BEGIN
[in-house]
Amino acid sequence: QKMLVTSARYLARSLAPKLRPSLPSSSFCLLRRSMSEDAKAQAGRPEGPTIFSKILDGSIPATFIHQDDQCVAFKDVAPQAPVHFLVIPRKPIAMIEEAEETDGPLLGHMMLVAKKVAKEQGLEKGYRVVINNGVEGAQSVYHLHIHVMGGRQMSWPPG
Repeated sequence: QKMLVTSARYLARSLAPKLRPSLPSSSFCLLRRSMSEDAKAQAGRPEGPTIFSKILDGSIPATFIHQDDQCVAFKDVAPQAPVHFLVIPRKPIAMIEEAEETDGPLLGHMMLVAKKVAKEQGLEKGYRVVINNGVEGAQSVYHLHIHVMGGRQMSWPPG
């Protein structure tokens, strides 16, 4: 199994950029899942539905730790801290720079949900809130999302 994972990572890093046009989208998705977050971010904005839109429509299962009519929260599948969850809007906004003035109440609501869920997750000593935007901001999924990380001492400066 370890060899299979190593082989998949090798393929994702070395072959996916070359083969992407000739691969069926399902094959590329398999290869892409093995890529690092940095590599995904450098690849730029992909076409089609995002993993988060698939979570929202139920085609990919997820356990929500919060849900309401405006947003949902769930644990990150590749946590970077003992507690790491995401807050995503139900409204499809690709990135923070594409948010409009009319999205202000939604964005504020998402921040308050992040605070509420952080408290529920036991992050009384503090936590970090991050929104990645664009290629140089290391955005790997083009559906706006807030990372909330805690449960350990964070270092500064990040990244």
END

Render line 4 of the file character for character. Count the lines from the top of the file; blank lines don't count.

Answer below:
């Protein structure tokens, strides 16, 4: 199994950029899942539905730790801290720079949900809130999302 994972990572890093046009989208998705977050971010904005839109429509299962009519929260599948969850809007906004003035109440609501869920997750000593935007901001999924990380001492400066 370890060899299979190593082989998949090798393929994702070395072959996916070359083969992407000739691969069926399902094959590329398999290869892409093995890529690092940095590599995904450098690849730029992909076409089609995002993993988060698939979570929202139920085609990919997820356990929500919060849900309401405006947003949902769930644990990150590749946590970077003992507690790491995401807050995503139900409204499809690709990135923070594409948010409009009319999205202000939604964005504020998402921040308050992040605070509420952080408290529920036991992050009384503090936590970090991050929104990645664009290629140089290391955005790997083009559906706006807030990372909330805690449960350990964070270092500064990040990244």